What I’m saying is that I enjoy “Harry Potter” immeasurably more than “Lord of the Rings.” With “Harry Potter,” I eagerly look forward to each new installment in the series. I re-read the books frequently and with pleasure; I have an extensive memory of the story, and can discuss its finer points at length; and I have an elaborate and probably unhealthy fantasy life centering around the Potterverse.
“Lord of the Rings,” on the other hand, I slogged through twenty years ago out of a sense of duty. I found it tedious and unengaging, and skimmed through long sections of it; I’ve never had the slightest desire to re-read it even once; I have only the vaguest memory of the general outline of the plot (ring, Mordor, lots of battles, yada yada yada); and I couldn’t tell you the names of more than four or five characters — and that only because those names get tossed around so much in conversation. (Yes, my friends are nerds.) “Lord of the Rings” is like Wagner or Bob Dylan to me — I recognize and acknowledge its greatness, without actually liking or enjoying it.
And I think this is a defensible position.
So I’m going to defend it.
Here’s what I think “Harry Potter” has that “Lord of the Rings” doesn’t.
“Harry Potter,” on the other hand, has genuine moral complexity. The battle against evil is often internal, and the right thing to do isn’t always clear. Good people do bad things, and not always for good reasons, and sometimes with serious consequences. Bad people turn out to have surprisingly decent and sympathetic sides to them. And perhaps more importantly, there’s a continuum of good and bad. There are people who are jerks but aren’t actually evil — and in some cases who have strong and important good tendencies, or who are at least understandable and somewhat sympathetic. And there are people who are likable but weak and selfish, and who screw up a lot. Forget comparing it to other juvenile literature — there’s more moral complexity and shades of gray in “Harry Potter” than there is in most adult fiction.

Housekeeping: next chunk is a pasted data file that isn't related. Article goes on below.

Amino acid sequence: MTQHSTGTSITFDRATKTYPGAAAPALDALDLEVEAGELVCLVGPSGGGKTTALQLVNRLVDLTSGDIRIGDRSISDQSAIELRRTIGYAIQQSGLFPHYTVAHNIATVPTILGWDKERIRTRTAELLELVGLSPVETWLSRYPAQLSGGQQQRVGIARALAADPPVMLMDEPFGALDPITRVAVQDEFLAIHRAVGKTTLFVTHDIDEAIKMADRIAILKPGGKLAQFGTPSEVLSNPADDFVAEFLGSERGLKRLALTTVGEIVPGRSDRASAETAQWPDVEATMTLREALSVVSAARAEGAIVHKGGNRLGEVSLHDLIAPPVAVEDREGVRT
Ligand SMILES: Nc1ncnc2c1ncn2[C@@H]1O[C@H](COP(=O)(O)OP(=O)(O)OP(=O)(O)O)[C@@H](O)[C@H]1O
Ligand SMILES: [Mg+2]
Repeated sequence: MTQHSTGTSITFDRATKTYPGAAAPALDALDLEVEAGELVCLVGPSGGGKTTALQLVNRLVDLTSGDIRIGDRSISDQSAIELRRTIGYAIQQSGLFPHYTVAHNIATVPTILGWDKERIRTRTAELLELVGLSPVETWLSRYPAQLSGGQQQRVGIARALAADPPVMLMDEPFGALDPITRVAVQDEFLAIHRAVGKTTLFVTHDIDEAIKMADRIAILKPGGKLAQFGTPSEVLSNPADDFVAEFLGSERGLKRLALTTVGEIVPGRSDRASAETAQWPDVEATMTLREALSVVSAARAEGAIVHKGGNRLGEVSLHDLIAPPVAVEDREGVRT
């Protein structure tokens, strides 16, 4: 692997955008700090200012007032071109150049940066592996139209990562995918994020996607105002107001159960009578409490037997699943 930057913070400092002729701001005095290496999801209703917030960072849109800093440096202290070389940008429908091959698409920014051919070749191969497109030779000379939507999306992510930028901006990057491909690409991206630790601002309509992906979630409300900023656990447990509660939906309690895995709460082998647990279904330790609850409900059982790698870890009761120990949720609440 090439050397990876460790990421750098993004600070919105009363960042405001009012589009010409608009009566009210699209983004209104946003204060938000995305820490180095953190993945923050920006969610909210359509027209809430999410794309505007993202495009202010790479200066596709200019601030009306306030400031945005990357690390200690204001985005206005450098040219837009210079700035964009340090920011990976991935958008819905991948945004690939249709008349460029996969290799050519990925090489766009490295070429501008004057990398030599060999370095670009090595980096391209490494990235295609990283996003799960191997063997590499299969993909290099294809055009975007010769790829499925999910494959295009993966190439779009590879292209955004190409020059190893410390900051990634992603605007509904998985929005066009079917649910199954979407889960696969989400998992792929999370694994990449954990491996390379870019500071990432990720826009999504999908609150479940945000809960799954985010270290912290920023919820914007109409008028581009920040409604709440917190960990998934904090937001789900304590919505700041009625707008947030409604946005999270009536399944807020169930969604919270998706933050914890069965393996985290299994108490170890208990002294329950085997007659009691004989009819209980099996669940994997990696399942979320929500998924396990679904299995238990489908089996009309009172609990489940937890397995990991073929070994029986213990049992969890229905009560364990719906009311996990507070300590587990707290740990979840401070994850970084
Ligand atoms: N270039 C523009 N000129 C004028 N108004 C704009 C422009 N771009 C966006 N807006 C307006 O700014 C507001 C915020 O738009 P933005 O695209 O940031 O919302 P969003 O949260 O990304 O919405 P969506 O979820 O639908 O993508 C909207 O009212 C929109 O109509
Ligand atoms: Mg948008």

“Lord of the Rings,” on the other hand… well, I suppose it’s not fair to critique the books for creating an entirely fresh and imaginary world. That’s one of its strengths, after all. But I didn’t feel that LOTR shed any light at all on my life and the world I live in. This is just a personal preference, but I strongly prefer fiction — including fantasy/sci-fi — that has some relevance and connection to me and my world. Sure, I like escapism, I like being taken out of my life… but I like being taken out of my life for the purpose of stepping back and getting perspective on it. I didn’t get that from “Lord of the Rings”… and I get it in trumps from “Harry Potter.”
But here’s the thing about female characters in “Harry Potter”:
It has some.
More than a couple, even.
And those female characters aren’t just sidelines or afterthoughts. They’re central to the plot, they’re in positions of strength and authority, and they take an active role in making things happen. There are times when “Harry Potter” is a bit of a testosterone-fest… but compared to “Lord of the Rings,” it’s freakin’ Adrienne Rich.
Anyway. That’s my story, and I’m sticking to it. What do you think? Arguments, agreements, questions, outraged objections, and other comments are cheerfully encouraged.